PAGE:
Can someone explain the thorndike study and the tolman study
Check this out: https://www.youtube.com/watch?v=fanm--WyQJo&feature=emb_title
Thorndike’s results paved the way for Operant Conditioning and Behaviorism, and are now known as the first study to demonstrate the “law of effect.” The law of effects states, very basically, that an action may have an effect or consequence, which can be learned!
The Thorndike study was to show the Law of Effect, which was to show that if there is a reward/reinforcement after an action, then a given action will increase, while if there is a punishment/unfavorable response after, then it will decrease, which is a part of operant conditioning. The Tolman study was to show latent learning, which is when the learning occurs subconsciously and was used with rats in mazes, where the rats just wandered around the maze at first, but when reinforcement was offered, they quickly went to the end.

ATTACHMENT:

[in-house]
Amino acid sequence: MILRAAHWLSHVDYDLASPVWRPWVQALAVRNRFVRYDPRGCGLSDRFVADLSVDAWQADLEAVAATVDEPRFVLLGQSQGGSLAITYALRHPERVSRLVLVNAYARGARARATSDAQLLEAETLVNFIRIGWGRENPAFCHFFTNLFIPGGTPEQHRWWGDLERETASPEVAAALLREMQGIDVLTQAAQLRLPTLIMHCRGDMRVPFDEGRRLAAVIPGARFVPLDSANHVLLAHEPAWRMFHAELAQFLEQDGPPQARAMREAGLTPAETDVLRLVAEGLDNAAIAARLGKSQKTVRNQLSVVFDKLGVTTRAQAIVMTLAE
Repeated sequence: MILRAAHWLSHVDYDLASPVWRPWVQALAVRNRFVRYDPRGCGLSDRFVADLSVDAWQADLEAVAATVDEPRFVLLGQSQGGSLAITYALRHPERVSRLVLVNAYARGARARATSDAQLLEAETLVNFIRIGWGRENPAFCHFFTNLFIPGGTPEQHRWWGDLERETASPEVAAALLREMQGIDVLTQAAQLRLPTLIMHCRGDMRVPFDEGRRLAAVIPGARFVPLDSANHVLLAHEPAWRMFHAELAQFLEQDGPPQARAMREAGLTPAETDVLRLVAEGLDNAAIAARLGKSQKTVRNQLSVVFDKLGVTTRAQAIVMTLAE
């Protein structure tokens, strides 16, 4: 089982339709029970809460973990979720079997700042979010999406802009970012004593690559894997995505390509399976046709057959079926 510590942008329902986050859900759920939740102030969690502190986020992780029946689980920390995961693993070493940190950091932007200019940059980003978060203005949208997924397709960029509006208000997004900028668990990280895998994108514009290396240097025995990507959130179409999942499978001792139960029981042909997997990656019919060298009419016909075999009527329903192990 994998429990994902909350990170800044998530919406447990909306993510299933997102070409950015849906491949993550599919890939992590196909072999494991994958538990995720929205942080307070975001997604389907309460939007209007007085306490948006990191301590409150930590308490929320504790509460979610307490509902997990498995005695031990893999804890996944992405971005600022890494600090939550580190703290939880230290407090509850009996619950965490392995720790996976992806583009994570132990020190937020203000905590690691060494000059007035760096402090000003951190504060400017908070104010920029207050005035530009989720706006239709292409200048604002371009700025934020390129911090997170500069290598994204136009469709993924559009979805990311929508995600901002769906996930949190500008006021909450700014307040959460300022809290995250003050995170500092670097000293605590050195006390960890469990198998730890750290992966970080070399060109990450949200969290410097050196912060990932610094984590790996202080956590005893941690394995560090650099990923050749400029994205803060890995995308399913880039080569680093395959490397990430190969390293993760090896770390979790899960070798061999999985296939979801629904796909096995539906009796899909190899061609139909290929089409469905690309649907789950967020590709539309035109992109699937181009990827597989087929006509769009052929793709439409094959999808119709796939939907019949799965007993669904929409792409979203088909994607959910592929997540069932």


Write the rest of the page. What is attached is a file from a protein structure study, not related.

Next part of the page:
Thorndike showed that you can teach an animal or person something by rewarding behaviors that get closer and closer (successive approximations) to the desired behavior. For example, if I am training a pigeon to turn in a circle each time they take a step to the side I might reward them with a treat. Eventually they will start to make more and more of a turn and I will continue to reward the behavior until it is a complete circle.
Tolman studied rats in mazes and the idea of latent learning. We don’t always show or know the knowledge that we have until a need presents itself. This also has to do with cognitive mapping.
Tolman has some importance in demonstrating that although Operant Conditioning is crazy useful (behavior matters), humans (and perhaps some other animals) can learn without needing to be trained. They can make mental maps and schemas. I think he said something along the lines of “the reward you give just gives the (rat) a reason to show you the learning” (in so many words) to Skinner.
Thank you guys all so much!